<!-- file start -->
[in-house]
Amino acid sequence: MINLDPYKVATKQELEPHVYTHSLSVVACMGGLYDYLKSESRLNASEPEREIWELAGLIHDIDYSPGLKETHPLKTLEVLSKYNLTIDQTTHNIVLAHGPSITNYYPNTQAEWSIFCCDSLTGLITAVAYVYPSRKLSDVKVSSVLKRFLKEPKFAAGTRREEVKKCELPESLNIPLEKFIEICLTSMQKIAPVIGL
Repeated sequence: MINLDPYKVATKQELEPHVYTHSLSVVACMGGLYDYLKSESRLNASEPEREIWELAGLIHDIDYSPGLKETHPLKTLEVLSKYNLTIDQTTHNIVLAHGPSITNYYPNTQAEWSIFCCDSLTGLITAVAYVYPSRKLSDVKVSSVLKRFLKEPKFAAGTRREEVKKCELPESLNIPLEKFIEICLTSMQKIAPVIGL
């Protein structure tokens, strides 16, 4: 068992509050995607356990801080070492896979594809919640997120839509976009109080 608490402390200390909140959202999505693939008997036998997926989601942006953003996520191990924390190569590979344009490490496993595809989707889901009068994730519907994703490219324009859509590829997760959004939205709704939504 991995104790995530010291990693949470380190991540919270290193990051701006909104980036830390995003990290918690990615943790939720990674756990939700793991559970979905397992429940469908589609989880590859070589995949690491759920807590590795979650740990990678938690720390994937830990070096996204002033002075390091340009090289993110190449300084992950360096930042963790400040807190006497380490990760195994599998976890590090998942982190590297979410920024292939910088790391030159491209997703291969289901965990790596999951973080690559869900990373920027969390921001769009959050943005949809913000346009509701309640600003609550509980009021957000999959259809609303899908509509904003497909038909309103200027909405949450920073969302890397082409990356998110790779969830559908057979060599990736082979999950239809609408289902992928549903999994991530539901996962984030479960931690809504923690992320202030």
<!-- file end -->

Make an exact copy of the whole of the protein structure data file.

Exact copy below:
[in-house]
Amino acid sequence: MINLDPYKVATKQELEPHVYTHSLSVVACMGGLYDYLKSESRLNASEPEREIWELAGLIHDIDYSPGLKETHPLKTLEVLSKYNLTIDQTTHNIVLAHGPSITNYYPNTQAEWSIFCCDSLTGLITAVAYVYPSRKLSDVKVSSVLKRFLKEPKFAAGTRREEVKKCELPESLNIPLEKFIEICLTSMQKIAPVIGL
Repeated sequence: MINLDPYKVATKQELEPHVYTHSLSVVACMGGLYDYLKSESRLNASEPEREIWELAGLIHDIDYSPGLKETHPLKTLEVLSKYNLTIDQTTHNIVLAHGPSITNYYPNTQAEWSIFCCDSLTGLITAVAYVYPSRKLSDVKVSSVLKRFLKEPKFAAGTRREEVKKCELPESLNIPLEKFIEICLTSMQKIAPVIGL
């Protein structure tokens, strides 16, 4: 068992509050995607356990801080070492896979594809919640997120839509976009109080 608490402390200390909140959202999505693939008997036998997926989601942006953003996520191990924390190569590979344009490490496993595809989707889901009068994730519907994703490219324009859509590829997760959004939205709704939504 991995104790995530010291990693949470380190991540919270290193990051701006909104980036830390995003990290918690990615943790939720990674756990939700793991559970979905397992429940469908589609989880590859070589995949690491759920807590590795979650740990990678938690720390994937830990070096996204002033002075390091340009090289993110190449300084992950360096930042963790400040807190006497380490990760195994599998976890590090998942982190590297979410920024292939910088790391030159491209997703291969289901965990790596999951973080690559869900990373920027969390921001769009959050943005949809913000346009509701309640600003609550509980009021957000999959259809609303899908509509904003497909038909309103200027909405949450920073969302890397082409990356998110790779969830559908057979060599990736082979999950239809609408289902992928549903999994991530539901996962984030479960931690809504923690992320202030």